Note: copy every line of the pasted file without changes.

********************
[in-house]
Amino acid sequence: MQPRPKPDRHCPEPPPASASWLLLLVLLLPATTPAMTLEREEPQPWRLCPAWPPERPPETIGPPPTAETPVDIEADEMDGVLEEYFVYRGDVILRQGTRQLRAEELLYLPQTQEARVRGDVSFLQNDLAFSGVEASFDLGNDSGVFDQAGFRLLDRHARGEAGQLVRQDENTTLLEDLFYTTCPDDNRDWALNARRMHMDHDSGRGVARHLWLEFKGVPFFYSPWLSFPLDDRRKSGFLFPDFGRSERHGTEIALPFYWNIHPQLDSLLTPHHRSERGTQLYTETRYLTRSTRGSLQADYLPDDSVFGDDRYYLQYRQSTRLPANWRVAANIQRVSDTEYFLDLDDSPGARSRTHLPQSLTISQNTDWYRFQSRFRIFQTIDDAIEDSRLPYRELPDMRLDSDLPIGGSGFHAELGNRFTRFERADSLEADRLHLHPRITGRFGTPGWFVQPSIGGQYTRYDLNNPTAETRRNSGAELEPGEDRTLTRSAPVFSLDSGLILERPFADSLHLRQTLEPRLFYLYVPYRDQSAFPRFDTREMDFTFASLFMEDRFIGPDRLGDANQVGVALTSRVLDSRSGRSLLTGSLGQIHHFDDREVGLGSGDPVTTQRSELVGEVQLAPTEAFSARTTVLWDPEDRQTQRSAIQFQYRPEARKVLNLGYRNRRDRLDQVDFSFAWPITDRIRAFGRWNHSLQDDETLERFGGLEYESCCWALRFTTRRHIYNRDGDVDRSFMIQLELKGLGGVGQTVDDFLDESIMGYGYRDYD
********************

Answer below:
[in-house]
Amino acid sequence: MQPRPKPDRHCPEPPPASASWLLLLVLLLPATTPAMTLEREEPQPWRLCPAWPPERPPETIGPPPTAETPVDIEADEMDGVLEEYFVYRGDVILRQGTRQLRAEELLYLPQTQEARVRGDVSFLQNDLAFSGVEASFDLGNDSGVFDQAGFRLLDRHARGEAGQLVRQDENTTLLEDLFYTTCPDDNRDWALNARRMHMDHDSGRGVARHLWLEFKGVPFFYSPWLSFPLDDRRKSGFLFPDFGRSERHGTEIALPFYWNIHPQLDSLLTPHHRSERGTQLYTETRYLTRSTRGSLQADYLPDDSVFGDDRYYLQYRQSTRLPANWRVAANIQRVSDTEYFLDLDDSPGARSRTHLPQSLTISQNTDWYRFQSRFRIFQTIDDAIEDSRLPYRELPDMRLDSDLPIGGSGFHAELGNRFTRFERADSLEADRLHLHPRITGRFGTPGWFVQPSIGGQYTRYDLNNPTAETRRNSGAELEPGEDRTLTRSAPVFSLDSGLILERPFADSLHLRQTLEPRLFYLYVPYRDQSAFPRFDTREMDFTFASLFMEDRFIGPDRLGDANQVGVALTSRVLDSRSGRSLLTGSLGQIHHFDDREVGLGSGDPVTTQRSELVGEVQLAPTEAFSARTTVLWDPEDRQTQRSAIQFQYRPEARKVLNLGYRNRRDRLDQVDFSFAWPITDRIRAFGRWNHSLQDDETLERFGGLEYESCCWALRFTTRRHIYNRDGDVDRSFMIQLELKGLGGVGQTVDDFLDESIMGYGYRDYD